“In this lovely, unconventional memoir, Catherine Goldhammer wakes at midlife to find herself newly separated and several tax brackets poorer, forced by circumstance to move from the affluent New England suburb of her daughter’s childhood into a new, more rustic life by the sea. Against all logic, partly to please her daughter and partly for reasons not clear to her at the time, she begins this year of transition by purchasing six baby chickens—whose job, she comes to suspect, is to pull her and her daughter forward, out of one life and into another.”
So says the flap copy of this lovely little book, given to me by a coworker who knows me well 🙂 It’s the kind of book you settle down with on the couch, a cup of tea at your elbow, and spend an hour with like talking with a friend.
There was only one thing I disagreed with in her narrative–her conviction that chickens are basically silly and mindless. They aren’t. They’re smart, trainable, and learn your language and patterns much more quickly than you learn theirs. All chickens have emotions, from annoyance to distress to love and contentment. Anyone who disagrees is simply not paying attention (Ms. Goldhammer, I don’t mean you).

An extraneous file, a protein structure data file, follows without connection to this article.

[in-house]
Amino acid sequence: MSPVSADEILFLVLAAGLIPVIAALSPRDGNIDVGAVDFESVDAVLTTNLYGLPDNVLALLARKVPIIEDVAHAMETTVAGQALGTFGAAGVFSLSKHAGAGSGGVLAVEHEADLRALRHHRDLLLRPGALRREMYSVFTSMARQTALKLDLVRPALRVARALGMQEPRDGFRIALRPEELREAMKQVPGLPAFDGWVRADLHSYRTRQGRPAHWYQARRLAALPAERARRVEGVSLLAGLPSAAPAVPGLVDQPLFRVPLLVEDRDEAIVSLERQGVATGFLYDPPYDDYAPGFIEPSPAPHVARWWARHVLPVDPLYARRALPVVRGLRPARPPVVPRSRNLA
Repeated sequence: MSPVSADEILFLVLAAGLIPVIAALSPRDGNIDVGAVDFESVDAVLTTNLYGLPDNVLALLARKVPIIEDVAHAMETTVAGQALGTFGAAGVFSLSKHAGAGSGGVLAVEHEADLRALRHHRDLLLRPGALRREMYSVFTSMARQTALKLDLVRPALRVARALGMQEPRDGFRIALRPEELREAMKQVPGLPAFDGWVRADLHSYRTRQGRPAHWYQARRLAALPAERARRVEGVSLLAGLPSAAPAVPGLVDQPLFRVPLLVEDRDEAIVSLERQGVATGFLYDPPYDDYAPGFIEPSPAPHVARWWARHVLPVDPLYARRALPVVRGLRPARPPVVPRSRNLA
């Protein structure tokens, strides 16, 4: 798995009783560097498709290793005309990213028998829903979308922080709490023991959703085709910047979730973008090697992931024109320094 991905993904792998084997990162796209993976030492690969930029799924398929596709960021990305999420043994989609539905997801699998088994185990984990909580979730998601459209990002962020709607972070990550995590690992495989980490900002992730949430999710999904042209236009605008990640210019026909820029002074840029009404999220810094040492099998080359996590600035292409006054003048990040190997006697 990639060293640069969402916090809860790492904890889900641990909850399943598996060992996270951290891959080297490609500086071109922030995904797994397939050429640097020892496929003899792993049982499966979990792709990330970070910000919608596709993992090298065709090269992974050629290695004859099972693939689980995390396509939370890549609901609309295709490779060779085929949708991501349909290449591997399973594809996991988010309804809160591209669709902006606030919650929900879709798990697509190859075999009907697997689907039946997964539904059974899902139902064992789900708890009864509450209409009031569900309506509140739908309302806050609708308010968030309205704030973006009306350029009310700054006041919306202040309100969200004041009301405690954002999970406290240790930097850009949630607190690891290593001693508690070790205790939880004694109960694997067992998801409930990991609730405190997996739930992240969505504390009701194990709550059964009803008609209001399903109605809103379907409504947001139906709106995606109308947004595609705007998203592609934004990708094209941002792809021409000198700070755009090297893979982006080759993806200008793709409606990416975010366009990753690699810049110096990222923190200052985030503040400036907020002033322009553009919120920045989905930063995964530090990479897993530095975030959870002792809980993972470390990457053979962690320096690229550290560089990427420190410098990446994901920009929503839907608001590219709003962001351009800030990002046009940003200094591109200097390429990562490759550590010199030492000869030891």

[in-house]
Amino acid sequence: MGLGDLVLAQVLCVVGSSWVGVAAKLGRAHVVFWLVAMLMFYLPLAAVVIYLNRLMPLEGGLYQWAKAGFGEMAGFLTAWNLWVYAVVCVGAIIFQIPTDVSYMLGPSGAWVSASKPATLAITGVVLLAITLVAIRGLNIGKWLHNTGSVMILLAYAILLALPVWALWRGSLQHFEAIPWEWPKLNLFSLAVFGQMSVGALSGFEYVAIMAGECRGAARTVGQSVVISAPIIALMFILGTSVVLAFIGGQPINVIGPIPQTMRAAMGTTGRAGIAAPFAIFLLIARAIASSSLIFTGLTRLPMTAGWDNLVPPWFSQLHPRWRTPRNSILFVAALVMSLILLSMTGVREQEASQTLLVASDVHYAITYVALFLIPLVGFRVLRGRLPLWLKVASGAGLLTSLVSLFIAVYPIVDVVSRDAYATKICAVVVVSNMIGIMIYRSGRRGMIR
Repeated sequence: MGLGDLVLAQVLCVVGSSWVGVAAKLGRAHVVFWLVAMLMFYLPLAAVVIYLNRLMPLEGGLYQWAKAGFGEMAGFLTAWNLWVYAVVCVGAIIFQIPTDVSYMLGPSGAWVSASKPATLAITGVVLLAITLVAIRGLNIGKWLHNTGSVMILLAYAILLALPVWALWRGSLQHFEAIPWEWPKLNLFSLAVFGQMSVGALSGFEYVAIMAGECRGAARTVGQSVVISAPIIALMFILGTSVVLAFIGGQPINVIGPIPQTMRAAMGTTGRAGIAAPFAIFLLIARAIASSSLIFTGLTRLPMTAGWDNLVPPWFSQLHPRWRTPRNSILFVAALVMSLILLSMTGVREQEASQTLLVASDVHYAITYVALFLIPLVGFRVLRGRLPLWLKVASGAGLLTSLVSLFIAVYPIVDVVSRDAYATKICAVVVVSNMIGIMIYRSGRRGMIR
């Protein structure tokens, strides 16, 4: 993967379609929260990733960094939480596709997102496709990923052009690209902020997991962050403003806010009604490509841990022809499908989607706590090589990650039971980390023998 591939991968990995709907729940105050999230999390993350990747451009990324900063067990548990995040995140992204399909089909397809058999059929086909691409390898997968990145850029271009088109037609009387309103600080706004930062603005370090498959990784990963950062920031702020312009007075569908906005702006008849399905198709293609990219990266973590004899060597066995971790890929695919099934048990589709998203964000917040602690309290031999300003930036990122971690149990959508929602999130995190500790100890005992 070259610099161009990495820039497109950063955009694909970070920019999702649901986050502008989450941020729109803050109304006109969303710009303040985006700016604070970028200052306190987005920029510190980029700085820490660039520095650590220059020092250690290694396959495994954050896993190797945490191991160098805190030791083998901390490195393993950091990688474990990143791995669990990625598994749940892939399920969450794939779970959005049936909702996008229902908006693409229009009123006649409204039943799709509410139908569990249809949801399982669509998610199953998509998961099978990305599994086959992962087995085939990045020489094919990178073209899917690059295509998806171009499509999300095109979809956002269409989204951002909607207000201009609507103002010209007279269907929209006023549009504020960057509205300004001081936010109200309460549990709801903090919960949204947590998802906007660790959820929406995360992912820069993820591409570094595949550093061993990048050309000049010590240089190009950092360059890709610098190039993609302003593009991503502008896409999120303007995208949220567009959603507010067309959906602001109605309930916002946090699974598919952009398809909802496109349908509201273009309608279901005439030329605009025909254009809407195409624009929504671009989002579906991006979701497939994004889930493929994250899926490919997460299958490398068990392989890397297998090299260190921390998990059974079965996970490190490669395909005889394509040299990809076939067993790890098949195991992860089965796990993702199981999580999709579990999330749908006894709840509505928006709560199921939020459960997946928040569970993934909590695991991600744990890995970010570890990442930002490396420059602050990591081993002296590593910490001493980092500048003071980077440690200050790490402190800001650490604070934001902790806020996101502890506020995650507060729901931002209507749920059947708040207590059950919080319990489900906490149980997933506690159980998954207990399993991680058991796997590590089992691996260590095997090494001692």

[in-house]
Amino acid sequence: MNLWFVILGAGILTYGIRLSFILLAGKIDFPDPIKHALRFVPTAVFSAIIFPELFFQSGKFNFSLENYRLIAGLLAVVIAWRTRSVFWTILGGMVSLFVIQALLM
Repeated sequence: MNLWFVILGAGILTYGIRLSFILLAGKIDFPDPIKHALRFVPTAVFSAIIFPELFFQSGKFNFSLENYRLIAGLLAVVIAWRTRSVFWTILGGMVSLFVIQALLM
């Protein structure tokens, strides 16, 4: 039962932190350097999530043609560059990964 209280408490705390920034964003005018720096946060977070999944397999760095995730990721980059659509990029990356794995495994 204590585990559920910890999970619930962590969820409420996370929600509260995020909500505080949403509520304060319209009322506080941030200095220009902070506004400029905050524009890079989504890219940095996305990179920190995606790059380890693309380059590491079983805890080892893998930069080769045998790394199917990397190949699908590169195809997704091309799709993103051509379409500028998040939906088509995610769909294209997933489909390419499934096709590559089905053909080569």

What I liked best about this book was Goldhammer’s sincere affection for and care of her chickens, even when they drove her crazy with their housing needs. Yes, they need to be cared for. And sometimes that was the only thing that got her out of bed. In the middle of a life change, the chickens changed her life.
Yep. They’ll do that.